Sudan says has fulfilled US conditions for sanctions relief
The United States is expected to decide whether to permanently lift 20-year restrictions that have hobbled the country’s economy.
KHARTOUM - Sudan has complied with all US demands for lifting sanctions, it said on Tuesday, a day before the United States is expected to decide whether to permanently lift 20-year restrictions that have hobbled the country’s economy.
Former US President Barack Obama temporarily lifted the longstanding economic sanctions for six months in January, suspending a trade embargo, unfreezing assets and removing financial sanctions.
The relief could become permanent on Wednesday if Washington decides Sudan has complied with a list of demands that include resolving internal military conflicts in areas such as war-torn Darfur, cooperating on counter-terrorism and improving access to humanitarian aid.
“The natural and logical step is that America’s economic sanctions are lifted from Sudan because Sudan has implemented what was asked of it entirely,” Foreign Ministry Undersecretary Abdul Ghani al-Naim told Reuters.
“The two sides have had monthly joint meetings to follow up on implementation and there doesn’t remain anything left to be done. Positive progress was achieved,” Naim said.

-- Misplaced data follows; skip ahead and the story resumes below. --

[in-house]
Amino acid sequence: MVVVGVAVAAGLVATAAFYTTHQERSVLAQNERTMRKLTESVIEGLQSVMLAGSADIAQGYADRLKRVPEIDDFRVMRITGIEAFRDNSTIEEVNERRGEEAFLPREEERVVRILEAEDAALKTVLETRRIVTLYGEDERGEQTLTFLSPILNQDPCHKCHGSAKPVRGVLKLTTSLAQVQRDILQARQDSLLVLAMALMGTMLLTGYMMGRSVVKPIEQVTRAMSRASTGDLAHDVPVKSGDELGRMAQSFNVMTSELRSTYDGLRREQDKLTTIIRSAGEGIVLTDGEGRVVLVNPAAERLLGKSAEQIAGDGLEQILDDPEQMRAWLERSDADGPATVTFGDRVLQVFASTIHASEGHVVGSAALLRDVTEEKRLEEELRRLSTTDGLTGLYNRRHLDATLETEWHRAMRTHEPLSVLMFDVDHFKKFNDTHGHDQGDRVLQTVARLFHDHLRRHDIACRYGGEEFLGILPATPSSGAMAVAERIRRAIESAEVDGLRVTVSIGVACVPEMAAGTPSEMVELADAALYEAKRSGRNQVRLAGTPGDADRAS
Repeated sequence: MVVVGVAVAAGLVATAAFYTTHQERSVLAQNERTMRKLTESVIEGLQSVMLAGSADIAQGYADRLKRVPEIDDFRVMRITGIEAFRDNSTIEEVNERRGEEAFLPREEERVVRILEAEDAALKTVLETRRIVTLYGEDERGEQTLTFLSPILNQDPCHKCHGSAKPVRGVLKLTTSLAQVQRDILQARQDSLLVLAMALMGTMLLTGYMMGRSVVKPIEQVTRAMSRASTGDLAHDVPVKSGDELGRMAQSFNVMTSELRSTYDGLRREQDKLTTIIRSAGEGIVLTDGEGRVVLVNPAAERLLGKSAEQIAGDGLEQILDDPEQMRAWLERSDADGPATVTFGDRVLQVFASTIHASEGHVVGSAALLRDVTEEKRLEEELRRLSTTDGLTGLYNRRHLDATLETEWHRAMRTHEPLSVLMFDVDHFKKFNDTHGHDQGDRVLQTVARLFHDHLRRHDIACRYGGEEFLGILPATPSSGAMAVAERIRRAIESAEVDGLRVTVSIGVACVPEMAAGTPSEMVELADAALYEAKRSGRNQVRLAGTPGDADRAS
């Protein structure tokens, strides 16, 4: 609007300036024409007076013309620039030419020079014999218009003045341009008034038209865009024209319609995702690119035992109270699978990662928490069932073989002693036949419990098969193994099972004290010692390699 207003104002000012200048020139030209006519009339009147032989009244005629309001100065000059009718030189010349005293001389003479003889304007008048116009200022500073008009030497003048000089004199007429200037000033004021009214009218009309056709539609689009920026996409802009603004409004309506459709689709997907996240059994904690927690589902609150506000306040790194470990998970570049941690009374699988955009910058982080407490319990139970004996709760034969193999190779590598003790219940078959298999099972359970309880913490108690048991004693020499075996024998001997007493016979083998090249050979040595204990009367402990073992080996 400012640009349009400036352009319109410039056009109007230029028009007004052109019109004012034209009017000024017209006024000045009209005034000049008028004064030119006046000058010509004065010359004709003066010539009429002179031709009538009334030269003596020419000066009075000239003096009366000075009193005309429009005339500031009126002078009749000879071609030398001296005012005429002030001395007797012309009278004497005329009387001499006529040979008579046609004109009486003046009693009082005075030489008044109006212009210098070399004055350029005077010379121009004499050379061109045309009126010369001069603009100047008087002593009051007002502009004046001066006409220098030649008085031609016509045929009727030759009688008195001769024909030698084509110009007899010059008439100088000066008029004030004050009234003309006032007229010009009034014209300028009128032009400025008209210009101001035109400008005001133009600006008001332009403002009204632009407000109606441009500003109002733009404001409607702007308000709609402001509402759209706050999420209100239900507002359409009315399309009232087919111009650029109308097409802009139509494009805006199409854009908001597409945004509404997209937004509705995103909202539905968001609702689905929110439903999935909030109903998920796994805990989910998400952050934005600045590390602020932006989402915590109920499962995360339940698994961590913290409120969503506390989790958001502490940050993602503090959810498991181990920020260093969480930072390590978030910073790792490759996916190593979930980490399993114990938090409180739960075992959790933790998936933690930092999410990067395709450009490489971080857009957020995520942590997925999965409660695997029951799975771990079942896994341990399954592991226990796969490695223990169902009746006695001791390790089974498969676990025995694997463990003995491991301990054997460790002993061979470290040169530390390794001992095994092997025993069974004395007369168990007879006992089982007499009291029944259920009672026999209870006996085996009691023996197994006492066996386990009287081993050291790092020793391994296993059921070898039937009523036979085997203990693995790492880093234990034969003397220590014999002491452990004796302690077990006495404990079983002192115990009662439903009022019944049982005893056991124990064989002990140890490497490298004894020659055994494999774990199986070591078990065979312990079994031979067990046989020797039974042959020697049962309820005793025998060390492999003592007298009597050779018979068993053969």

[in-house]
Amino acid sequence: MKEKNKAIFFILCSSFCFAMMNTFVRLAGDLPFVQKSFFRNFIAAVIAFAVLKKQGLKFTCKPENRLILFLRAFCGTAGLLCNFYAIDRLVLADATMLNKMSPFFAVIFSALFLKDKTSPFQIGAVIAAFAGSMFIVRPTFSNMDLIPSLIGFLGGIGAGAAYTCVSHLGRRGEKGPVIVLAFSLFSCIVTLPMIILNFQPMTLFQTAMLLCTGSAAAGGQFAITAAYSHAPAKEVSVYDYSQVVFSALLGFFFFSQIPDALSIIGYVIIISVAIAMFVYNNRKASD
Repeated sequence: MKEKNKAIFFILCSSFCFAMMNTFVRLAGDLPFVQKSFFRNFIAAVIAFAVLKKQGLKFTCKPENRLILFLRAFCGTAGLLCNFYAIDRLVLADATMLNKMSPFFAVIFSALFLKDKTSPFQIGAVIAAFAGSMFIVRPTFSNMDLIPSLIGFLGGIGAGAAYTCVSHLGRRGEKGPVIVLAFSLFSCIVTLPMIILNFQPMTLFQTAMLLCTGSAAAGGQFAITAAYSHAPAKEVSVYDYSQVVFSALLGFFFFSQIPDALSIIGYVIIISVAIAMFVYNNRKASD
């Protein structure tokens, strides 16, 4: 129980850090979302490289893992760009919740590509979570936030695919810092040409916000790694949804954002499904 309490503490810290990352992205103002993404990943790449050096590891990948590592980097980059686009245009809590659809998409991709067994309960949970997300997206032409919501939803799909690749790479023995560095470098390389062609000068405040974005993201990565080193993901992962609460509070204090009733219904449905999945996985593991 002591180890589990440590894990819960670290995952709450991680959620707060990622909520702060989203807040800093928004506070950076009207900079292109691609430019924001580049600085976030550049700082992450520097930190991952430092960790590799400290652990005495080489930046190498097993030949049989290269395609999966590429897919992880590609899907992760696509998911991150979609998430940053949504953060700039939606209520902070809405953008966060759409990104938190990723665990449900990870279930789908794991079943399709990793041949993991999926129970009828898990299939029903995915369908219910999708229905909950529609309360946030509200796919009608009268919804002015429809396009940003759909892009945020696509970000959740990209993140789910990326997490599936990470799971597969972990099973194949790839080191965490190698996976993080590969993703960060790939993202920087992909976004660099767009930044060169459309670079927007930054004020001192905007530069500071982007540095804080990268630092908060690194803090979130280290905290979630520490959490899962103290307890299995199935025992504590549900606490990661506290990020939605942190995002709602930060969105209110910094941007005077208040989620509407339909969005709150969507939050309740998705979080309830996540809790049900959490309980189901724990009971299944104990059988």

Sudan this month extended a unilateral ceasefire until the end of October with rebels it has been at war within the Southern Kordofan, Blue Nile, and Darfur regions.
The US State Department did not respond to a request for comment on whether it planned to lift the sanctions.
Sudan is looking to win back access to the global banking system, potentially unlocking badly needed trade and foreign investment that could help it manage soaring inflation of about 35% and a shortage of foreign currency that has hampered its ability to purchase from abroad.
The economy has been reeling ever since South Sudan, which contains three-quarters of former Sudan’s oil wells, seceded in 2011.
With revenue drying up, the government last year was forced to usher in austerity measures, announcing cuts to fuel and electricity subsidies.
The sanction relief would not change Sudan’s designation as a state-sponsor of terrorism, and President Omar Hassan al-Bashir remains wanted by the International Criminal Court (ICC) for crimes against humanity.
At the end of June, the United State said it was “very concerned” about Sudan’s human rights record, about religious, political and press freedom.
This status could still make investors and banks hesitant to do business, at least initially, even if sanctions are permanently lifted, said Magnus Taylor, a Sudan analyst at the International Crisis Group (ICG) conflict prevention think-tank.
“There will be an economic impact but it won’t be instantaneous,” said Taylor. “It’s the beginning of the process of normalisation.”
Taylor said that it is likely, but not certain, that the United States will choose sanctions relief on Wednesday.
“The State Department wants it to happen and the people working on Sudan within the State Department want it to happen, but ultimately it’s kind of a political decision after that,” he said.